The luxury lifestyle of the few must be checked soon as otherwise those who are hungry may be forced to take to the streets. The LSSP, SLCP and other Left parties are having a separate May Day celebration, as was done before on several occasions, while being in the Government. The working class have many grievances that need to be addressed. We hope to raise these matters on their behalf on Workers Day.

– Prof. Tissa Vitarana



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Parliament prorogued

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by Saman Indrajith

Parliament has been prorogued with effect from midnight yesterday (27) by President Ranil Wickremeisnghe under Article 70 of the Constitution. The Department of Government Printing issued the Gazette notification annoucing the presidential order yesterday evening.The new Parliament session is scheduled to commence on Feb. 08.

A prorogation, which is a temporary recess of Parliament, should not extend to a period of more than two months, However, such date for summoning Parliament may be advanced by another Presidential Proclamation, provided it is summoned for a date not less than three days from the date of such fresh proclamation.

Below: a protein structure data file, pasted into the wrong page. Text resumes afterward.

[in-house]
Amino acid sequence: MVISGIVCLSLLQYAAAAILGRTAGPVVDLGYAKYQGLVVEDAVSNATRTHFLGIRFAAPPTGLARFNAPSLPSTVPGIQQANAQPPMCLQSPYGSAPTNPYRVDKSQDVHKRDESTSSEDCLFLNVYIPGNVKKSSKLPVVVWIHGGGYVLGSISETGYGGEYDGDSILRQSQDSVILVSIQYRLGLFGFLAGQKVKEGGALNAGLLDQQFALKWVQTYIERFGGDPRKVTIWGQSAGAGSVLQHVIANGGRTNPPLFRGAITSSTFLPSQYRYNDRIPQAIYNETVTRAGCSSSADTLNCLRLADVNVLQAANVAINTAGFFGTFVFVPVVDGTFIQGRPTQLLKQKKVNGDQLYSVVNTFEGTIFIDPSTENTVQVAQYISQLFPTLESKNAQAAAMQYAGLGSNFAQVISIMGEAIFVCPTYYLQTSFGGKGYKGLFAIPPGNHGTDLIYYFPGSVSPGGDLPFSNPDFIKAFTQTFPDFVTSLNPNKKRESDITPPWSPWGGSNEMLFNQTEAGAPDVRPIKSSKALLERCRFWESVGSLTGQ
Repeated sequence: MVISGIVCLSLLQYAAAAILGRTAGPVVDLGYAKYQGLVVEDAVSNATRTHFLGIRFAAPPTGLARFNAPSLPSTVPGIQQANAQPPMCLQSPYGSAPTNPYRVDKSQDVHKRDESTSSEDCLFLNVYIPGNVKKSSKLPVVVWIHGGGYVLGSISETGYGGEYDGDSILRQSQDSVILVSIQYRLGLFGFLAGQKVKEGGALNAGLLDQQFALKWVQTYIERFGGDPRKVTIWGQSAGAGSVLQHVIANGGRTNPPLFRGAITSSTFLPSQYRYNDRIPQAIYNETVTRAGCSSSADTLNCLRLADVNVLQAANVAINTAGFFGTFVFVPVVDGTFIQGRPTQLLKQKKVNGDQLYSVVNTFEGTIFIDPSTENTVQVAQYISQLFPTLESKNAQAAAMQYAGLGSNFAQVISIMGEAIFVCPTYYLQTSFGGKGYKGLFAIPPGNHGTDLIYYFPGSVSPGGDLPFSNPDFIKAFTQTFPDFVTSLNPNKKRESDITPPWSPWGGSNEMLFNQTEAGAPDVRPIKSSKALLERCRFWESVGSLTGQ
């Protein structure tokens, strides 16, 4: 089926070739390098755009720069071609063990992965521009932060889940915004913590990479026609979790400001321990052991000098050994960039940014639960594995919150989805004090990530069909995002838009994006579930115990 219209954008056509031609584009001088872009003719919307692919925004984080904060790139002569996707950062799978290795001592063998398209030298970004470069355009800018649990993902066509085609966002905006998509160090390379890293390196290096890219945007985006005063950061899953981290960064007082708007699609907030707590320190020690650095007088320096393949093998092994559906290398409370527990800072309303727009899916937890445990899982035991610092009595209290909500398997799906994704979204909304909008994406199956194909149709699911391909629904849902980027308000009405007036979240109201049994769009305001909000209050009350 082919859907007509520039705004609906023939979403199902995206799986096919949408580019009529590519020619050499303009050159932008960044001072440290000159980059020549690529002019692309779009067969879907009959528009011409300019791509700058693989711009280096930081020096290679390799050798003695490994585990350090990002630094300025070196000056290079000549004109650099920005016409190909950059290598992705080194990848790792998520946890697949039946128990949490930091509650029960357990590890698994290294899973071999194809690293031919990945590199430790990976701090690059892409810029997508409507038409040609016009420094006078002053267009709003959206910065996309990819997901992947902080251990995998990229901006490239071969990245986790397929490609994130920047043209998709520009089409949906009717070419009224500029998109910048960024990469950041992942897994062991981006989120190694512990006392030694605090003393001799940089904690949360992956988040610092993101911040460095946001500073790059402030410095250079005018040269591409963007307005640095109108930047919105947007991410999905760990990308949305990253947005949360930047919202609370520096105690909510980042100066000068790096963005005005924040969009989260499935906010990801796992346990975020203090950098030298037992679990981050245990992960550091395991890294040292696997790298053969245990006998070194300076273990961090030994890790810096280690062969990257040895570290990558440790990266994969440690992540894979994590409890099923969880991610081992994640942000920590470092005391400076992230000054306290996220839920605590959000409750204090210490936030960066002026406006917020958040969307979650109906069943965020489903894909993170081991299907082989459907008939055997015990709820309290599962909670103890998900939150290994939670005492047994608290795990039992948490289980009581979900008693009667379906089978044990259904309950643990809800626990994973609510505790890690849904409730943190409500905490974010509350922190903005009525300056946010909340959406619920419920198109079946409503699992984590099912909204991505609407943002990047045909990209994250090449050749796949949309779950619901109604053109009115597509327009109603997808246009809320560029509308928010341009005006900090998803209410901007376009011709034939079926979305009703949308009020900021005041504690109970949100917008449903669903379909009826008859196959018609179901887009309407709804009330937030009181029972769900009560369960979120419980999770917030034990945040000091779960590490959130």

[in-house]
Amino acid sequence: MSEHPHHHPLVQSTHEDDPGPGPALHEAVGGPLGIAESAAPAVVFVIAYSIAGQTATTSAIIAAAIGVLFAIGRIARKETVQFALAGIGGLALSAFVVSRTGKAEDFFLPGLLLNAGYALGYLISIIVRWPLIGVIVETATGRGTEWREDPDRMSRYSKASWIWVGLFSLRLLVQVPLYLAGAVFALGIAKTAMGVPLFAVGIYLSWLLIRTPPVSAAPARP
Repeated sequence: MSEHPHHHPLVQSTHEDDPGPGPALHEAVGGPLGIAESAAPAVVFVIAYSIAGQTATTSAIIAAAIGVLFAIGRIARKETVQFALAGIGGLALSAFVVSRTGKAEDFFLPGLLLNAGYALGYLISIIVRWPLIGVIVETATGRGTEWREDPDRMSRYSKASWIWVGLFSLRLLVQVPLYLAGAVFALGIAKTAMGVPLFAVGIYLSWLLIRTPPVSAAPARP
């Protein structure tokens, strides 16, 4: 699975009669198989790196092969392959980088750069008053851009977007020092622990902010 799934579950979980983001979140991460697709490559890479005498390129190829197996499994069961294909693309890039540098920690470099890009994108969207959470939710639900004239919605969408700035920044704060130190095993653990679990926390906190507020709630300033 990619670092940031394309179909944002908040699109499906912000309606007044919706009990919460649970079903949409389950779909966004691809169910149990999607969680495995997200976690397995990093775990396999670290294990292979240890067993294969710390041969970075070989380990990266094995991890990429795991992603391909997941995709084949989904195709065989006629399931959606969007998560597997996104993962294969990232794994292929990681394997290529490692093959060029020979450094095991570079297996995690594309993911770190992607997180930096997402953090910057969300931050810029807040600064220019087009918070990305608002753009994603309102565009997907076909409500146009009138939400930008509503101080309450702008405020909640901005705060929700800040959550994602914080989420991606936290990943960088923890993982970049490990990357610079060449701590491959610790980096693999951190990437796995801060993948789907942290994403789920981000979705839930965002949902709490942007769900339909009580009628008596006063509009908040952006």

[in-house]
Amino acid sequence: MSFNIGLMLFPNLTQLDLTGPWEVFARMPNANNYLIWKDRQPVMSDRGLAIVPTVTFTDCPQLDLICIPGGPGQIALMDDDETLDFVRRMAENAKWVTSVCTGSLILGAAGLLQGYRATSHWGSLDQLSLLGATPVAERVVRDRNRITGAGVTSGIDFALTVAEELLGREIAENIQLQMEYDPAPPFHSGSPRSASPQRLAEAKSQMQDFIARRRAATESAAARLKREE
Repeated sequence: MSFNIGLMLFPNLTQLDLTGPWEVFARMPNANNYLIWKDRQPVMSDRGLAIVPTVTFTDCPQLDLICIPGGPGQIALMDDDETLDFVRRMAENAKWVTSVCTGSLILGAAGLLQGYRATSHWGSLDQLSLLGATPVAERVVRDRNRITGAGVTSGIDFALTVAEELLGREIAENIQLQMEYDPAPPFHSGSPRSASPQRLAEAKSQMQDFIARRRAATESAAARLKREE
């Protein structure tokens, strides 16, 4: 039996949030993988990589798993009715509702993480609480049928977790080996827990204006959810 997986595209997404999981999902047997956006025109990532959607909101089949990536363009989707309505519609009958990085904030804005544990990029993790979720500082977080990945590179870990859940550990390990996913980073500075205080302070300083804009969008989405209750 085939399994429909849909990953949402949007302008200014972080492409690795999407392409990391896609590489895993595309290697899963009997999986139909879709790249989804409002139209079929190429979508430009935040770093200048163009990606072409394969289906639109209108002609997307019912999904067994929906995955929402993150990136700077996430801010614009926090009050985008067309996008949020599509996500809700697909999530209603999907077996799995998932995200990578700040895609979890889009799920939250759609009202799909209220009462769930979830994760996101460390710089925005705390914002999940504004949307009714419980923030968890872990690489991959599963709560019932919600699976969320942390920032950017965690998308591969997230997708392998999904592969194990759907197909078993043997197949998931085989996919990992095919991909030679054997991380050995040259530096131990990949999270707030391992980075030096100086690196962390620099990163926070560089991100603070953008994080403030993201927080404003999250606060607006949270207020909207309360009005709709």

When Parliament is prorogued, the Proclamation should notify the date for the commencement of the new Session of Parliament, under Paragraph (3) of Article 70 of the Constitution.

During the prorogation the Speaker continues to function and the Members retain their membership, even though they do not attend meetings of Parliament.The effect of a prorogation is to suspend all current Business before the House, and all proceedings, pending at the time, are quashed, except impeachments.

A Bill, motion or question of the same substance cannot be introduced for a second time during the same Session. However, it could be carried forward at a subsequent Session, after a prorogation.

“All matters which having been duly brought before Parliament, and have not been disposed of at the time of the prorogation of Parliament, may be proceeded with during the next Session,” states the Paragraph (4) of Article 70 of the Constitution.

In the light of this constitutional provision, a prorogation does not put an end to pending Business. Thus, a pending matter may be proceeded with from that stage onwards after the commencement of the new Session. At the beginning of a new Session, all items of Business which were in the Order Paper of Parliament, need to be re-listed, if it is desired to continue with them.